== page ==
# Problem on space-time curvature, black holes and planetary orbits

If the sun were to be replaced by a black hole of the same mass, how would the curvature of space-time change around the sun's initial location and around the region of Earth's orbit? What effect would the change have on Earth's orbit?

So I think that the Earth's orbit would not change because of the same mass, but I am not entirely sure about the curvature of space-time in each of the above locations. I am inclined to believe that, since mass seems to be a determining factor for the curvature of space-time, that it too would not change because the mass will be the same. However, can anyone here confirm or deny what I have written above?

Your question is related to Schwarzschild's spacetimes, which are two spherically symmetric solutions of the equations of General Relativity.

The first one is the exterior Schwarzschild solution (eSS) which describes the curvature (gravity) produced by a spherical object out of it. It is a solution of the vacuum, so that it does not explain the gravitational field inside the sphere. The latter could be modelled with the interior Schwarzschild solution (iSS), if we assume that the sun is a sphere of a perfect fluid with a radial distribution of density and pressure.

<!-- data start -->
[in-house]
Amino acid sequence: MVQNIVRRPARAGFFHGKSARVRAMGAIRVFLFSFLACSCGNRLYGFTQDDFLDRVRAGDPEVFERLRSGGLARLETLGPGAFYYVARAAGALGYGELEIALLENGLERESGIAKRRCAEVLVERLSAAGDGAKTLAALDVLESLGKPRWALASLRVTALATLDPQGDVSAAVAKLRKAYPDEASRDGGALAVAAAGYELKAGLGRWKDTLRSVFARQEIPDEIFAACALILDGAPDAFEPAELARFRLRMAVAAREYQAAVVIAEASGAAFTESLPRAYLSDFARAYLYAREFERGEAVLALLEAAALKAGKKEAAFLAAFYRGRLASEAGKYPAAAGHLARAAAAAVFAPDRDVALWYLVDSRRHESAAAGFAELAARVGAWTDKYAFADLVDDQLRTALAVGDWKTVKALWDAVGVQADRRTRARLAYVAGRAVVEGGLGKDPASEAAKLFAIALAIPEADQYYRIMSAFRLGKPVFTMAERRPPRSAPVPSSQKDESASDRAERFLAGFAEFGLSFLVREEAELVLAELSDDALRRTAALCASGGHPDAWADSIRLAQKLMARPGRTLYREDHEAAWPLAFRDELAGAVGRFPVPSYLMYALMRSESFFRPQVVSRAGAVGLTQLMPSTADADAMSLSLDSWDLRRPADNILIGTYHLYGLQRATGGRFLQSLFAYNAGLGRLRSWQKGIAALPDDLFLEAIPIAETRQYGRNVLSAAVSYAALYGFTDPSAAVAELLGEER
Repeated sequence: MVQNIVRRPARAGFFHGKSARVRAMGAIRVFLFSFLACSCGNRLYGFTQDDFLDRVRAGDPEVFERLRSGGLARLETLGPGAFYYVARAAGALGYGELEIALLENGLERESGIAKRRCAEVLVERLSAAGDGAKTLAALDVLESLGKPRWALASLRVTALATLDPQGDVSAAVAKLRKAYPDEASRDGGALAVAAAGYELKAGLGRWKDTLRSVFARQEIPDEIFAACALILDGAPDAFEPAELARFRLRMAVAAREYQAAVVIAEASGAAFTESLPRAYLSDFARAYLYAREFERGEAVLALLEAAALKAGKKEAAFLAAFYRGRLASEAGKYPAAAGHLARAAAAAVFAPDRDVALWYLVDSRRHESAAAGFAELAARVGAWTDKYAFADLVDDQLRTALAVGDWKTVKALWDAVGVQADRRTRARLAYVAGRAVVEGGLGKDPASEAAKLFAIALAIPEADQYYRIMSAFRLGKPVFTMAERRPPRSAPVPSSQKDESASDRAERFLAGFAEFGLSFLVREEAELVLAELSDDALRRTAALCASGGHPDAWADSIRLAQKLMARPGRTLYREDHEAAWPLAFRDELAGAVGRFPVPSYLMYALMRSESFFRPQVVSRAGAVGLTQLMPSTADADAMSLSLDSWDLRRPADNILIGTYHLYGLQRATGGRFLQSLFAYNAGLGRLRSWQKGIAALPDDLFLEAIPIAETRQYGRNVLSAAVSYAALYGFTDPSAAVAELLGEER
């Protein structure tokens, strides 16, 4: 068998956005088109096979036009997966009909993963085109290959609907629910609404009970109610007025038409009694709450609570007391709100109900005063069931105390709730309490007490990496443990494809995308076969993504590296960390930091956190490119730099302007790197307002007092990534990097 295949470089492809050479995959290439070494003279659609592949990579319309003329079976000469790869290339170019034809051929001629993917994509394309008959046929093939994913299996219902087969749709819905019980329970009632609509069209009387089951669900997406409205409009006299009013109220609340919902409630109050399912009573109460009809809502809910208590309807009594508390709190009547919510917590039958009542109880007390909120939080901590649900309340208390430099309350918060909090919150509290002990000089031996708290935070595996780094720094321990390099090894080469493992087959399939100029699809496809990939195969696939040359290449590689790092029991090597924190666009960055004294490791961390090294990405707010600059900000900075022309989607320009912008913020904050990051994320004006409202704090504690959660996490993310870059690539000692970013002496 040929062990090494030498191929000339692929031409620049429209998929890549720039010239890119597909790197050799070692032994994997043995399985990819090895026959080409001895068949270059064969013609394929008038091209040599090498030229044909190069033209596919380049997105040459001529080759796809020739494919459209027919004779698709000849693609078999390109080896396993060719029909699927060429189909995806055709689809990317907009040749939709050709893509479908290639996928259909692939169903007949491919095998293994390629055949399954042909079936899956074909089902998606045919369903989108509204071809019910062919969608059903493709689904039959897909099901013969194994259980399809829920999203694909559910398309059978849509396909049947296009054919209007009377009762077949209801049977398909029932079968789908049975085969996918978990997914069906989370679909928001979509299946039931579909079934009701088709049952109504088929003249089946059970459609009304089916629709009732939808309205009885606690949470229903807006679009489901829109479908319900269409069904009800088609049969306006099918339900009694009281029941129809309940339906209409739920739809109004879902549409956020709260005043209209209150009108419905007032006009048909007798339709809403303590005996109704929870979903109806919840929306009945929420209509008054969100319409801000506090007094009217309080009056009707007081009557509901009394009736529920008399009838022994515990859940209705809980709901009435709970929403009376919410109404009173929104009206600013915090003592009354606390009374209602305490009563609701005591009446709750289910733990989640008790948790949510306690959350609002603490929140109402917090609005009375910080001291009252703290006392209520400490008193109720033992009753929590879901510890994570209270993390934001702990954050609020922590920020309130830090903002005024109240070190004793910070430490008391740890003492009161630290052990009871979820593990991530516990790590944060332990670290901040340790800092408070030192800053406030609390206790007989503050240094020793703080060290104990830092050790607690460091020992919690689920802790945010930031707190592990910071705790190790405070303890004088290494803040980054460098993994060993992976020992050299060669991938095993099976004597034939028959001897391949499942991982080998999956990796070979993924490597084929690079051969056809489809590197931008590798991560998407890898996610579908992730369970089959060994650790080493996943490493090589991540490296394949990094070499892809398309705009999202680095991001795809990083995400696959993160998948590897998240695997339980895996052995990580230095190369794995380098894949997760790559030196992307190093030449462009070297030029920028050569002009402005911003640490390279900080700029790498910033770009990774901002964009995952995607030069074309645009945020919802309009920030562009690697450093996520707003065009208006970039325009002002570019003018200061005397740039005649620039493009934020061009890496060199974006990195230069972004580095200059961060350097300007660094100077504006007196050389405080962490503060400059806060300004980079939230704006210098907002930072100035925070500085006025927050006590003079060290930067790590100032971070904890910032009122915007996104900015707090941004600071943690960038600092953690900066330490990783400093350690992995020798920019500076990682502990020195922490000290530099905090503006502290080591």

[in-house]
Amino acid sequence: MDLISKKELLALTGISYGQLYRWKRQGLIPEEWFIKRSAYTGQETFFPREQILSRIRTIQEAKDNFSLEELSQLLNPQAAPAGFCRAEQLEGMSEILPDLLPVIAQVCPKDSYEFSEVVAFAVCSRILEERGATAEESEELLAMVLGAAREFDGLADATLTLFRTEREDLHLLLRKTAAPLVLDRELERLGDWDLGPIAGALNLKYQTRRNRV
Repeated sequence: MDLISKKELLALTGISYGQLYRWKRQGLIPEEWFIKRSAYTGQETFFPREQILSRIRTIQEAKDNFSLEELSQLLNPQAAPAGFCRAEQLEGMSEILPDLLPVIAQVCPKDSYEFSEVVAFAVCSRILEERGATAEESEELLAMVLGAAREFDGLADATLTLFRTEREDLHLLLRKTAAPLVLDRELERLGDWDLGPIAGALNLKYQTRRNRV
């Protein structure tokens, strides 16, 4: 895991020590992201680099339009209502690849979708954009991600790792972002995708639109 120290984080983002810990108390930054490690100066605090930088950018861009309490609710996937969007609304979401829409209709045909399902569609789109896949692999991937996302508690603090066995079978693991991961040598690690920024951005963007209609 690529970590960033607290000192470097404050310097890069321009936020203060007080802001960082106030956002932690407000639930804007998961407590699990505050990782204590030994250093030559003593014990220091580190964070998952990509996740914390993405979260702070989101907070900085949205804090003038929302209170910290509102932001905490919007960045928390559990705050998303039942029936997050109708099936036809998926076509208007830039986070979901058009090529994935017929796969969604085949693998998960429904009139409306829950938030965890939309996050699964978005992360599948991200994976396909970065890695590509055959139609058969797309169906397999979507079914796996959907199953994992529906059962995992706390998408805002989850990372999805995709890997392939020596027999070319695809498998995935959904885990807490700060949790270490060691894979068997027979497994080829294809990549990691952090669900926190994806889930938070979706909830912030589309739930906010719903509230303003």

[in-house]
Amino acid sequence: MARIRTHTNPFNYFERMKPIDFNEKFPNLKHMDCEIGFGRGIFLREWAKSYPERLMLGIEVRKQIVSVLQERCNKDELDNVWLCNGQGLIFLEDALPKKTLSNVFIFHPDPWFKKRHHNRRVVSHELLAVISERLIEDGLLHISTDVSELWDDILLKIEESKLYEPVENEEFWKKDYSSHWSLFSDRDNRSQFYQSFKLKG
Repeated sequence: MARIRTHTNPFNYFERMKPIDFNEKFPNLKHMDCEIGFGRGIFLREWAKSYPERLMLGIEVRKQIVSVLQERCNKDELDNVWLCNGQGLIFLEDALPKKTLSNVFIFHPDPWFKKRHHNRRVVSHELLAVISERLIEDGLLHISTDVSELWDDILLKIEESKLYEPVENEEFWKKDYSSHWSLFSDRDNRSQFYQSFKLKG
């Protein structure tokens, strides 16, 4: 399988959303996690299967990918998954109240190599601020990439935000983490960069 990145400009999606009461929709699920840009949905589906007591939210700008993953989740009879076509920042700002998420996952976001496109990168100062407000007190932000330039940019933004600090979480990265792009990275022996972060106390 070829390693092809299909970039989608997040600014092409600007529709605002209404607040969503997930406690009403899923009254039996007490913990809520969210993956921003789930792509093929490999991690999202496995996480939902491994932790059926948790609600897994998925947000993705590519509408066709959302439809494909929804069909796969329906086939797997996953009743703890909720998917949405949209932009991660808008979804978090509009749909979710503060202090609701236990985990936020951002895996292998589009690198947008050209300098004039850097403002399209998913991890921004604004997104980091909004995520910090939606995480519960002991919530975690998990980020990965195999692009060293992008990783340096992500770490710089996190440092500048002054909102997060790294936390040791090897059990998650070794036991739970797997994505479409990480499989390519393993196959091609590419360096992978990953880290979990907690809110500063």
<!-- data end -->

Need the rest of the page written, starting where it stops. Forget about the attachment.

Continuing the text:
Now, let us consider the two important distances in the situation: the radius of the initial star, $r=R$, and the critical radius for the collapse, $r=R_{Sch}$, the so-called Schwarzschild radius that corresponds to the horizon of the black hole (for the real sun it is around 3 km!).

Obviously, $R_{Sch} < R$ (in other case we would have had a black hole from the beginning), so the universe can be separated into three regions:

I ($0 \leq r < R_{Sch}$),

II ($R_{Sch} \leq r < R$) and

III ($r \geq R$).

And you will have the following distribution:

• Before the collapse: iSS (I, II) and eSS (III).
• After the collapse: eSS (I , II, III). There is vacuum everywhere except at the singularity, and now the region I becomes exotic (it is the no-return zone of the black hole).

(Answer) As you can see, in the exterior of the initial star (the region III) the spacetime remains exactly the same, as well as the orbits of the planets.

Note. Both solutions (iSS and eSS) can be "paste" together at the point $r=R$ in a continuous and regular way.

If we assume that the sun is a perfectly spherical body, then nothing would change!

Birkhoff's theorem guarantees that the gravitational field in the exterior of a spherically symmetric body (in our case the Earth lives outside the sun) must be described by the 1-parameter (this parameter being the mass) family of solutions given by the Schwarzschild metric. Since you assume the black hole to have the same mass as the Sun, the two gravitational fields would be indistinguishable.

(Of course, the Sun is not a perfect sphere and moreover there could be other effects due to electromagnetic interactions, so the statement only really holds at leading order...)